The New York Times leaned "Forward!" for Barack Obama's reelection in its campaign coverage over the weekend. The front of the paper's Saturday Election 2012 section featured a large photo from an Obama rally of a volunteer handing out flags at a fairground rally in Hilliard, Ohio on Friday. The caption noted "A crowd of 2,800 showed up to see Mr. Obama."
Meanwhile, campaign reporter Ashley Parker estimated on Twitter Friday night that 25,000 people attended a Romney rally in West Chester Township in Ohio. But those strong turnout figures for Romney, which suggested high levels of enthusiasm in a crucial state, were buried in the very back of Parker and Michael Barbaro's Sunday story from the campaign trail.
Friday night in Cincinnati, Mr. Romney drew more than 20,000 cheering voters. On Saturday, his crowds were more modest: 2,000 in Portsmouth, 2,100 in Dubuque and 4,500 in the conservative stronghold of Colorado Springs. But at his last rally of the evening, in Englewood, Colo., Mr. Romney drew a roaring crowd of 17,000 that filled a stadium and banged inflatable noise sticks as the candidate and Mrs. Romney took the stage.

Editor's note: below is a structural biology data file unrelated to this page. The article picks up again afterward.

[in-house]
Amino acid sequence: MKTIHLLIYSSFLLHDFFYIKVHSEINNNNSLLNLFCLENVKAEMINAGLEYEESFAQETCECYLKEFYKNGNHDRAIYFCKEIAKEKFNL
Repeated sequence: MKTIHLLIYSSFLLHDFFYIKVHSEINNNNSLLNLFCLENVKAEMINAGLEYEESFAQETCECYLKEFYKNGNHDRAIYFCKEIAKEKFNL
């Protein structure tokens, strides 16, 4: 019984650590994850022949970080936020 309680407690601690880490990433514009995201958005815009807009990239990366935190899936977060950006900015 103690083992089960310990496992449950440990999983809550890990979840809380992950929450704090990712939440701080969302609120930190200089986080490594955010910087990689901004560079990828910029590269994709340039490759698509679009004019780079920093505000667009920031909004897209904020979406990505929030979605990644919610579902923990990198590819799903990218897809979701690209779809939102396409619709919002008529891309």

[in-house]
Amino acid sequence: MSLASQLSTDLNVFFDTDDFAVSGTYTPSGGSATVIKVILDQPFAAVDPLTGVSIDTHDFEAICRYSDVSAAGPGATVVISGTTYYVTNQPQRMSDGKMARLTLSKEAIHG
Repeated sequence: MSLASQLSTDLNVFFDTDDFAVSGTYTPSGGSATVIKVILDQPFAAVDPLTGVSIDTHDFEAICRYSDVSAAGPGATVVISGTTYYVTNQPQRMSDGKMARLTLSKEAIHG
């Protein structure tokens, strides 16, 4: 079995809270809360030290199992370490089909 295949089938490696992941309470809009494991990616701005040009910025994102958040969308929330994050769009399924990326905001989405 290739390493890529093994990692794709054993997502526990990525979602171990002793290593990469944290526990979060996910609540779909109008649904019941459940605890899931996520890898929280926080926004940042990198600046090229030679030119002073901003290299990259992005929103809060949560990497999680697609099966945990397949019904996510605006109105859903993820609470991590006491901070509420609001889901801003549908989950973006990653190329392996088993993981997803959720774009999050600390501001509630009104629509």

In a Saturday dispatch from the trail, Romney reporters Michael Barbaro and Ashley Parker claimed the economic "recovery" was hurting the candidate: "Romney Changes Tack, Emphasizing Readiness and Giving Specifics."
Mr. Romney seems to have farmed out his most withering attacks to his campaign advertising team, which is under fire for a commercial that makes the misleading claim that Mr. Obama is seeking to export American auto jobs to China.
After surging in polls after the first presidential debate and turning the race into a virtual tie, Mr. Romney is grappling with a shifting political landscape. The economy is experiencing a recovery, however halting, and his opponent is enjoying a very public bipartisan embrace, most recently from a prominent Romney supporter, Gov.Chris Christie of New Jersey, a Republican, and Mayor Michael R. Bloomberg of New York City, a high-profile independent.
By contrast, reporter Mark Landler focused on optimism in the Obama camp in "Back to Campaign, Blustery Obama Hits Romney on Auto Bailout Ad." Landler also mentioned Christine, who is suddenly very popular with the Times.
But Mr. Obama seemed energized, fortified by a better than expected jobs report and his experience in the storm, when he won an endorsement from Mayor Michael R. Bloomberg of New York and made a political bedfellow of the Republican governor of New Jersey, Chris Christie.
Tim Graham detailed the Times's providing happy talk on the mediocre job numbers, despite the unemployment rate actually rising from 7.8% to 7.9%.
Obama also came out first in the photo finish, with two flattering color photos from his campaign dominating the front of the Election 2012 section on Saturday (the flags) and Monday (Bill Clinton greeting Obama at a podium). The Romney campaign made the slot on Sunday, but had to settle for a stark night photo of vice presidential candidate Paul Ryan and family getting out of a campaign bus.